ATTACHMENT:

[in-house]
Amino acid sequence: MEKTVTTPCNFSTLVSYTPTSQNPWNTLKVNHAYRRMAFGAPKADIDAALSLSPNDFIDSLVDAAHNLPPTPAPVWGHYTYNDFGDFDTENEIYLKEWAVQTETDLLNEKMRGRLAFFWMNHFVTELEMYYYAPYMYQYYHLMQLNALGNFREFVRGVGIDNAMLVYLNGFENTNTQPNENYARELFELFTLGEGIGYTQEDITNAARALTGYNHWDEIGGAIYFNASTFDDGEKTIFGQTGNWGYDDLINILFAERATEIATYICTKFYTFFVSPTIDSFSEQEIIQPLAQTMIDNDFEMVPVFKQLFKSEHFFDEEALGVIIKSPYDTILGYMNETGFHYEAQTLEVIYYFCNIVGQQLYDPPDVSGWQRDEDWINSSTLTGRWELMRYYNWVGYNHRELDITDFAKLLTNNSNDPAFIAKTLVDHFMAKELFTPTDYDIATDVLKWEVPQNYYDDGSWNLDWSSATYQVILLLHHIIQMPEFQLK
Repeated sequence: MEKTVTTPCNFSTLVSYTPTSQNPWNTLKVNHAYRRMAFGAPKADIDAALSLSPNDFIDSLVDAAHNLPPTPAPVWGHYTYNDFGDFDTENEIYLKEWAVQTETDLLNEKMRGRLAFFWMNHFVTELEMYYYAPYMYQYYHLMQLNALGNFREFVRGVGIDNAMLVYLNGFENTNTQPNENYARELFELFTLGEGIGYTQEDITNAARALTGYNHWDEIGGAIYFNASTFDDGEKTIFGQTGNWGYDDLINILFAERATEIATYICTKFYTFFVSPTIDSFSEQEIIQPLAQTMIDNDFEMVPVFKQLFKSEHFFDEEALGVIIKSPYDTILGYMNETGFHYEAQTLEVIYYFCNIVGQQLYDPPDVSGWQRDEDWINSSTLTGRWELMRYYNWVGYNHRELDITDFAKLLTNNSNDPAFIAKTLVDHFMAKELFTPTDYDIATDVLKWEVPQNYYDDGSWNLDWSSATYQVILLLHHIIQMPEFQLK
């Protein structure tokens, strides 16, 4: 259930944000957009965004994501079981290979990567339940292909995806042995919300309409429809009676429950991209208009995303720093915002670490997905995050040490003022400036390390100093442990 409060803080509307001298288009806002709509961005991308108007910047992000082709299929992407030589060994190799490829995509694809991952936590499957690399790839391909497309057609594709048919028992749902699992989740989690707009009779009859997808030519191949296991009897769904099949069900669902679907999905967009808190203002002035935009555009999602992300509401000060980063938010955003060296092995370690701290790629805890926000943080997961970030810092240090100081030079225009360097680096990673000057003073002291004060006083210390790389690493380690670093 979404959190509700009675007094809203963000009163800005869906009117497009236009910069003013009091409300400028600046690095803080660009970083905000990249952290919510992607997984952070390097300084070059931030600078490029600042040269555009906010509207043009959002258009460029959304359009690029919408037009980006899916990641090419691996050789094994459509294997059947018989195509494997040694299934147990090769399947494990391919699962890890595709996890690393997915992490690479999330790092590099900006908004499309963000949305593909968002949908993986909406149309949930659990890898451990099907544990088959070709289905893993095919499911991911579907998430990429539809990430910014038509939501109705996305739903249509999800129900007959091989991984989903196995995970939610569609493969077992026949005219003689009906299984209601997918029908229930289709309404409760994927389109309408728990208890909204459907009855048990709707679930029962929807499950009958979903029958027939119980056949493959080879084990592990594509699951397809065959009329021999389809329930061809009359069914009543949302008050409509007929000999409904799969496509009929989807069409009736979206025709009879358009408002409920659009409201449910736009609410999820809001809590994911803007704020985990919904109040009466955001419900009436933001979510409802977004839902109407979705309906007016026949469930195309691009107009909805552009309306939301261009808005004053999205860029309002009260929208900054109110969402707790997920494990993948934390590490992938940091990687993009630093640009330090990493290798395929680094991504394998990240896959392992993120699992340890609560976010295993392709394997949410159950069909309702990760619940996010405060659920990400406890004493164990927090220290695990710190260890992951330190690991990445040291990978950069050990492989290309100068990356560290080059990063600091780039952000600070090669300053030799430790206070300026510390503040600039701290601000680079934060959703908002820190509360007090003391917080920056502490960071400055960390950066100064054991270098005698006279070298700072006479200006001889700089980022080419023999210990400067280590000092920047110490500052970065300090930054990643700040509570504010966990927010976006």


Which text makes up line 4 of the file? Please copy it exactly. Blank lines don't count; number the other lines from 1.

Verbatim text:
């Protein structure tokens, strides 16, 4: 259930944000957009965004994501079981290979990567339940292909995806042995919300309409429809009676429950991209208009995303720093915002670490997905995050040490003022400036390390100093442990 409060803080509307001298288009806002709509961005991308108007910047992000082709299929992407030589060994190799490829995509694809991952936590499957690399790839391909497309057609594709048919028992749902699992989740989690707009009779009859997808030519191949296991009897769904099949069900669902679907999905967009808190203002002035935009555009999602992300509401000060980063938010955003060296092995370690701290790629805890926000943080997961970030810092240090100081030079225009360097680096990673000057003073002291004060006083210390790389690493380690670093 979404959190509700009675007094809203963000009163800005869906009117497009236009910069003013009091409300400028600046690095803080660009970083905000990249952290919510992607997984952070390097300084070059931030600078490029600042040269555009906010509207043009959002258009460029959304359009690029919408037009980006899916990641090419691996050789094994459509294997059947018989195509494997040694299934147990090769399947494990391919699962890890595709996890690393997915992490690479999330790092590099900006908004499309963000949305593909968002949908993986909406149309949930659990890898451990099907544990088959070709289905893993095919499911991911579907998430990429539809990430910014038509939501109705996305739903249509999800129900007959091989991984989903196995995970939610569609493969077992026949005219003689009906299984209601997918029908229930289709309404409760994927389109309408728990208890909204459907009855048990709707679930029962929807499950009958979903029958027939119980056949493959080879084990592990594509699951397809065959009329021999389809329930061809009359069914009543949302008050409509007929000999409904799969496509009929989807069409009736979206025709009879358009408002409920659009409201449910736009609410999820809001809590994911803007704020985990919904109040009466955001419900009436933001979510409802977004839902109407979705309906007016026949469930195309691009107009909805552009309306939301261009808005004053999205860029309002009260929208900054109110969402707790997920494990993948934390590490992938940091990687993009630093640009330090990493290798395929680094991504394998990240896959392992993120699992340890609560976010295993392709394997949410159950069909309702990760619940996010405060659920990400406890004493164990927090220290695990710190260890992951330190690991990445040291990978950069050990492989290309100068990356560290080059990063600091780039952000600070090669300053030799430790206070300026510390503040600039701290601000680079934060959703908002820190509360007090003391917080920056502490960071400055960390950066100064054991270098005698006279070298700072006479200006001889700089980022080419023999210990400067280590000092920047110490500052970065300090930054990643700040509570504010966990927010976006």